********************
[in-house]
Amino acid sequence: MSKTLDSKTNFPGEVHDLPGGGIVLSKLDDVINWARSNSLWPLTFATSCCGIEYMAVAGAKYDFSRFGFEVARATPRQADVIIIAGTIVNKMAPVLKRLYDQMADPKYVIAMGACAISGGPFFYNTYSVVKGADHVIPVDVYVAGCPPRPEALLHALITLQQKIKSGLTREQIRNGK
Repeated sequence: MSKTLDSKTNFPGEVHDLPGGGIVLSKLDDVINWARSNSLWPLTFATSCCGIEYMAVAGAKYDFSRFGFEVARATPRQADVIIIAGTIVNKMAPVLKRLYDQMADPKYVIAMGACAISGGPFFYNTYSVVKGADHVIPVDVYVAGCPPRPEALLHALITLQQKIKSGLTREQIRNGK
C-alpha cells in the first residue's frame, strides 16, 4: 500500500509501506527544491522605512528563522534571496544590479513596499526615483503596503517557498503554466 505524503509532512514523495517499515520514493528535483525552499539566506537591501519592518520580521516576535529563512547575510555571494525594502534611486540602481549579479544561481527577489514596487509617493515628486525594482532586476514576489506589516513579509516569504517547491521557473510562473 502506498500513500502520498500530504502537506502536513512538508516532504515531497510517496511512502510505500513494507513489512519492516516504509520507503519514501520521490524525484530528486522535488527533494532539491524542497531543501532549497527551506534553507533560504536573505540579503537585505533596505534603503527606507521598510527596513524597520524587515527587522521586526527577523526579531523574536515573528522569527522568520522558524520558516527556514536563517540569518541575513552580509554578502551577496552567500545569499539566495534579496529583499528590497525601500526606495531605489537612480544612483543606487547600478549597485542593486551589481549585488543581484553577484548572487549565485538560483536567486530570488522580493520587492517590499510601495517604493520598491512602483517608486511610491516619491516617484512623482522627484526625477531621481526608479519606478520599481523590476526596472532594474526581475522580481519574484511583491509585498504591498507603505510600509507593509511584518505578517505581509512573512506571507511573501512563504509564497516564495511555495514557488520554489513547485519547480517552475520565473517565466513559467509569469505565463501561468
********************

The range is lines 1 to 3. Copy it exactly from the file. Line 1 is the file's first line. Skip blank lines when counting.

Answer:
[in-house]
Amino acid sequence: MSKTLDSKTNFPGEVHDLPGGGIVLSKLDDVINWARSNSLWPLTFATSCCGIEYMAVAGAKYDFSRFGFEVARATPRQADVIIIAGTIVNKMAPVLKRLYDQMADPKYVIAMGACAISGGPFFYNTYSVVKGADHVIPVDVYVAGCPPRPEALLHALITLQQKIKSGLTREQIRNGK
Repeated sequence: MSKTLDSKTNFPGEVHDLPGGGIVLSKLDDVINWARSNSLWPLTFATSCCGIEYMAVAGAKYDFSRFGFEVARATPRQADVIIIAGTIVNKMAPVLKRLYDQMADPKYVIAMGACAISGGPFFYNTYSVVKGADHVIPVDVYVAGCPPRPEALLHALITLQQKIKSGLTREQIRNGK